Second, the doctrine of Original Sin is not just based on Genesis 3 but surfaces throughout the Bible. A popular example being David with his claim that ‘in sin’ his mother conceived him. Moreover, it is based in human experience as well: are babies born with a bent towards good, evil or neither?
Finally, regarding evolution, while I fully agree that Christians can no longer ignore this branch of science, I would argue that it is premature for us to reevaluate our theology just yet. There is still a major element missing that should be addressed before we make a decision either way: we need to first develop and test out an alternative scientific model that can look into the possibility of Supernatural Interference using Methodological Naturalism. I explain more about this here: http://bit.ly/1WqQ3H4
This article is, I would say, fairly typical of the fairly sloppy approach to central teachings of the Christian faith. The central teachings is to repent from sin, to seek forgiveness, and to receive forgiveness through Christ. The result is a renewal of the person and a beginning of a life in Christ. If you seek a doctrinal position, it is that all have sinned and are required to repent. Even this includes Grace, as it is through grace that anyone may be called to repent.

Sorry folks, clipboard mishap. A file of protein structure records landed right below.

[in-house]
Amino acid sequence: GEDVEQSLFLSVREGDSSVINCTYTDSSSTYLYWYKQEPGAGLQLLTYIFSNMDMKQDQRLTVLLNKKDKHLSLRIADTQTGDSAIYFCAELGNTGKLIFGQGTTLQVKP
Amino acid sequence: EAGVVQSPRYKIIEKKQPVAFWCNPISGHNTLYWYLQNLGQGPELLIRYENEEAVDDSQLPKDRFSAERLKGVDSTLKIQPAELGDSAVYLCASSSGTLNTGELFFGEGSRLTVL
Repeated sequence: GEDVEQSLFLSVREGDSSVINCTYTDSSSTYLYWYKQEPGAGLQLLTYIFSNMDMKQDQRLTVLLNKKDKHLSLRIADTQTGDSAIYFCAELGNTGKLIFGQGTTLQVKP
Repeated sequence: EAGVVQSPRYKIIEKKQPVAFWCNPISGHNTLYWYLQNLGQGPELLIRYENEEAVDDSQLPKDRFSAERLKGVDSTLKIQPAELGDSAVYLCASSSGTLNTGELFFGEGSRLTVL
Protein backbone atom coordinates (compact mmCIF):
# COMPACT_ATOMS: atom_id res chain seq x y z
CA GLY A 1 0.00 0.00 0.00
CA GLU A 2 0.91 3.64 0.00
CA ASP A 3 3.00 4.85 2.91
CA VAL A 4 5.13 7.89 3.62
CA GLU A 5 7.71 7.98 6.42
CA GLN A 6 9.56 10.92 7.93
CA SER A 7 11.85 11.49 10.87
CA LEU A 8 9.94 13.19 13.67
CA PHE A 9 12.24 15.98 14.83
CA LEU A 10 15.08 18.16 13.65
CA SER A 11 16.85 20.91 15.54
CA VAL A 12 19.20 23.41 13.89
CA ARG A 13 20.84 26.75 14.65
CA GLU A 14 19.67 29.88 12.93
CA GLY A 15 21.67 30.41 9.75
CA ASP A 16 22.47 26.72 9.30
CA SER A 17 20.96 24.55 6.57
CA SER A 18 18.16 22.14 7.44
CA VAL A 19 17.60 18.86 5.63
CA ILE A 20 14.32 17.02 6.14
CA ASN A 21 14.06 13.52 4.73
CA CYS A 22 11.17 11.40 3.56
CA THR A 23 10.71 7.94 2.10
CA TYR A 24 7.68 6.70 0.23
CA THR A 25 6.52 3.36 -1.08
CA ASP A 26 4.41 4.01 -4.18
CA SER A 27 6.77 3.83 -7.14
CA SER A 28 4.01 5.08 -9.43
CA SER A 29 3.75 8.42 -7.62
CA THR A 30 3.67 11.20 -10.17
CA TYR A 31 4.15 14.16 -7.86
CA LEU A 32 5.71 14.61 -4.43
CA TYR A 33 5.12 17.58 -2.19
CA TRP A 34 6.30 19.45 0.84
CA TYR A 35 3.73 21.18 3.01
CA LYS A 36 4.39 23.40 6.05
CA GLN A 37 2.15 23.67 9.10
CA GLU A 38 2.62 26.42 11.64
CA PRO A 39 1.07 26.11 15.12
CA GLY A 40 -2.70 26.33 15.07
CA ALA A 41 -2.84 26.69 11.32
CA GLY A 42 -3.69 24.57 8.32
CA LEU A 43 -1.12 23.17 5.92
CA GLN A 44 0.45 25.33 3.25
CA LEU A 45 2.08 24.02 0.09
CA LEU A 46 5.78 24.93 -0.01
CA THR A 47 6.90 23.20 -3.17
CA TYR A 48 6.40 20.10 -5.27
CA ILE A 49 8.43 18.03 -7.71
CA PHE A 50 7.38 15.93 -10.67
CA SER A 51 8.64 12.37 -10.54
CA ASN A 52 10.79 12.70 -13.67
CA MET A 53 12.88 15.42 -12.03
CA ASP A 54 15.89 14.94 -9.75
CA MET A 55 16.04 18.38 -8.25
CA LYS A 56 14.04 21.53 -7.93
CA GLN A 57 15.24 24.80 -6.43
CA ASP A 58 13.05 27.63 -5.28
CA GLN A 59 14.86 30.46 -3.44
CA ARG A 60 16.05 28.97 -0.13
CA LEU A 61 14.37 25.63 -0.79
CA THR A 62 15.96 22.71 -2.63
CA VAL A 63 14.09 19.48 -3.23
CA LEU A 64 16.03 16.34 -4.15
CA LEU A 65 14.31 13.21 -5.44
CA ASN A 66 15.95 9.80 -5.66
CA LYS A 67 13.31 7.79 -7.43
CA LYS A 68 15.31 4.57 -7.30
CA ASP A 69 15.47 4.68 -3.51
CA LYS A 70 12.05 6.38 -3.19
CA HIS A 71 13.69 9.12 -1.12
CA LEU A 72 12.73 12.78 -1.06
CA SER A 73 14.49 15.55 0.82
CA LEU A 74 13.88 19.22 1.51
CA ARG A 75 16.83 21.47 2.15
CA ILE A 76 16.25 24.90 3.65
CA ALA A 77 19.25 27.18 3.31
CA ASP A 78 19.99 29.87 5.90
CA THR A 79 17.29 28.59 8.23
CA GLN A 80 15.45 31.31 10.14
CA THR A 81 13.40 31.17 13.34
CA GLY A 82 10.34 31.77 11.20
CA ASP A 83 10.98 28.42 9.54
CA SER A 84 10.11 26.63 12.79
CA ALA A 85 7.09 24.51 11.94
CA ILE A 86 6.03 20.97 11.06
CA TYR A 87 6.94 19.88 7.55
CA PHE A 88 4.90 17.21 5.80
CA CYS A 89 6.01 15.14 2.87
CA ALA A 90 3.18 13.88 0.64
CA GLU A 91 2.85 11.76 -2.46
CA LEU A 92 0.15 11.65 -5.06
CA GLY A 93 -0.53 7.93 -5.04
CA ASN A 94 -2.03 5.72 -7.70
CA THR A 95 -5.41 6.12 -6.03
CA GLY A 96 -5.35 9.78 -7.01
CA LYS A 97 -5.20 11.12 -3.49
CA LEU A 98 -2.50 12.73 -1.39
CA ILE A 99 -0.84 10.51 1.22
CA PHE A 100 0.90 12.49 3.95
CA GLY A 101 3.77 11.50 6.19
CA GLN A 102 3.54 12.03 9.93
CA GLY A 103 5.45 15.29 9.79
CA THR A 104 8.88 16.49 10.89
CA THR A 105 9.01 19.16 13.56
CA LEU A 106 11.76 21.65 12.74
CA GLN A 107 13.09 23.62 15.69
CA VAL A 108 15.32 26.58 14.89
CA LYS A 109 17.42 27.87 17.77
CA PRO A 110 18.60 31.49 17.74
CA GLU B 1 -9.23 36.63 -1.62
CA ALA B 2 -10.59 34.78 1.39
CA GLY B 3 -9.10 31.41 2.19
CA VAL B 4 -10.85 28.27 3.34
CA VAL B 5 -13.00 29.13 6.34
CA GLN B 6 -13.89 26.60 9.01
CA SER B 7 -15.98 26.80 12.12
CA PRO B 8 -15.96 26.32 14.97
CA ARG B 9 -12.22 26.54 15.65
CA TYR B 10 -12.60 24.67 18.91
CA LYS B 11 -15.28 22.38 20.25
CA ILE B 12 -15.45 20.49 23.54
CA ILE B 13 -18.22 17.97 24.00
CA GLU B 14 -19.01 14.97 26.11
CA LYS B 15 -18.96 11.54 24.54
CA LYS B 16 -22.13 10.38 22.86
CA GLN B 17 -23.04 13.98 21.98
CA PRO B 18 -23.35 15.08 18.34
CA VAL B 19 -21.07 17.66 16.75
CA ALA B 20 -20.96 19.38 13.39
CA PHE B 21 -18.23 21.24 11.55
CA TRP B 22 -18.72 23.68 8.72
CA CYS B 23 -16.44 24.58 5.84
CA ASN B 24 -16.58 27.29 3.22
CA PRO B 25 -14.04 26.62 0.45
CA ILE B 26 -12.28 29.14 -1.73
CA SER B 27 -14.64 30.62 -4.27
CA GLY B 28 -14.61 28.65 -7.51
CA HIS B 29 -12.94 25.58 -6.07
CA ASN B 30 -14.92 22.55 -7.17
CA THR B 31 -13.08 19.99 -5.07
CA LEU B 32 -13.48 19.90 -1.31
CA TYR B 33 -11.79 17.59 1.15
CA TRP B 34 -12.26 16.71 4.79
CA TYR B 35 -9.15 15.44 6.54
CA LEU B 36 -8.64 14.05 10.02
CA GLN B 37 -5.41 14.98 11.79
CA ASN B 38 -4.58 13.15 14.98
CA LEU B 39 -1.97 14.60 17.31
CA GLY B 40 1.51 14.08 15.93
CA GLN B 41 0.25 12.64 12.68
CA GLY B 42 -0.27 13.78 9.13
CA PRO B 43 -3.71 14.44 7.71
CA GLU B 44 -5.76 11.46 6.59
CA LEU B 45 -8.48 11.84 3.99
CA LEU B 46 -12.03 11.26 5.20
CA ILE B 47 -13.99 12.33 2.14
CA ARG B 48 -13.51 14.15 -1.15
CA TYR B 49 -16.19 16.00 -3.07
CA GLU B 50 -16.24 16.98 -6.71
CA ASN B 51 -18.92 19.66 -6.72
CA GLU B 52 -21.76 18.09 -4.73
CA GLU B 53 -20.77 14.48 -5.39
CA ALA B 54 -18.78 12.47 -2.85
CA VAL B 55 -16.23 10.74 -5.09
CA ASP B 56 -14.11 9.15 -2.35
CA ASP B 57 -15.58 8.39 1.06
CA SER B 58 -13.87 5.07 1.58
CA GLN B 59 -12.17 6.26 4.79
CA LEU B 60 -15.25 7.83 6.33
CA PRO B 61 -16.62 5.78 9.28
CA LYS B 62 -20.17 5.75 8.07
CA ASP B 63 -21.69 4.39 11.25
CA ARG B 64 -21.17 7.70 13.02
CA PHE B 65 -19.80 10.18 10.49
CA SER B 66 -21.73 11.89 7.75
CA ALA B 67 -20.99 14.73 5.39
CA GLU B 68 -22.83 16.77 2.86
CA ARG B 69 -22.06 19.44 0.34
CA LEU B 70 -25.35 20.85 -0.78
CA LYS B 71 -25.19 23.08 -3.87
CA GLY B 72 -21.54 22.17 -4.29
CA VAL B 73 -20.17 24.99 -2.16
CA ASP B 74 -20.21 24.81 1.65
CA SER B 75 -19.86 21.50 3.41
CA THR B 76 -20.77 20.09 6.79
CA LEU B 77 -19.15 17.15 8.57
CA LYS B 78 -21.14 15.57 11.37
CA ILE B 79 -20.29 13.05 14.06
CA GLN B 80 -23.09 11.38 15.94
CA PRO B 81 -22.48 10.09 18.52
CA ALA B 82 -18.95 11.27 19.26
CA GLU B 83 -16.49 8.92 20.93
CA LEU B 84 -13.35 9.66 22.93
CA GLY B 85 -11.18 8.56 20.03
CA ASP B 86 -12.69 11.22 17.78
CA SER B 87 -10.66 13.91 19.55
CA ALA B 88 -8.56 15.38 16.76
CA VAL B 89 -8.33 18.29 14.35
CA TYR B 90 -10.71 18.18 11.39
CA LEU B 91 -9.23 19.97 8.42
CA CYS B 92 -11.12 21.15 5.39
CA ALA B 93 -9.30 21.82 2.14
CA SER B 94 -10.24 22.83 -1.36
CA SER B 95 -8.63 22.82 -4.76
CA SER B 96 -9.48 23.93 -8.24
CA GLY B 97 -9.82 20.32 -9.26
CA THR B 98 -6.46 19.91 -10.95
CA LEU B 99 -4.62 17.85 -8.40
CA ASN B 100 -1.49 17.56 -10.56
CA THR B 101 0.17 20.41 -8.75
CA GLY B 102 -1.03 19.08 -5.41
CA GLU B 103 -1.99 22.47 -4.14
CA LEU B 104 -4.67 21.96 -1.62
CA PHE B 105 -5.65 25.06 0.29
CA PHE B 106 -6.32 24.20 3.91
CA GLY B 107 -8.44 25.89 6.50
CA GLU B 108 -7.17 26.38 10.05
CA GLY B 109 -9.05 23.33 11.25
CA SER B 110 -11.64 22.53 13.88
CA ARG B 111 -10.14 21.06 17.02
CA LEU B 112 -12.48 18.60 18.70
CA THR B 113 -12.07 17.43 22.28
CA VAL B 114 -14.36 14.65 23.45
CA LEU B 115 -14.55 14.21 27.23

This article turns these sublime teachings into a juvenile discussion of what people may think on origins and also appears to equate Christianity with a particular view of the actions of Adam and Eve. If this is central to the Christian faith (and this remark should not be misrepresented as trivialising Genesis), than Christ would have preached something along the lines of ‘do not do what Adam did …’ or something along those lines.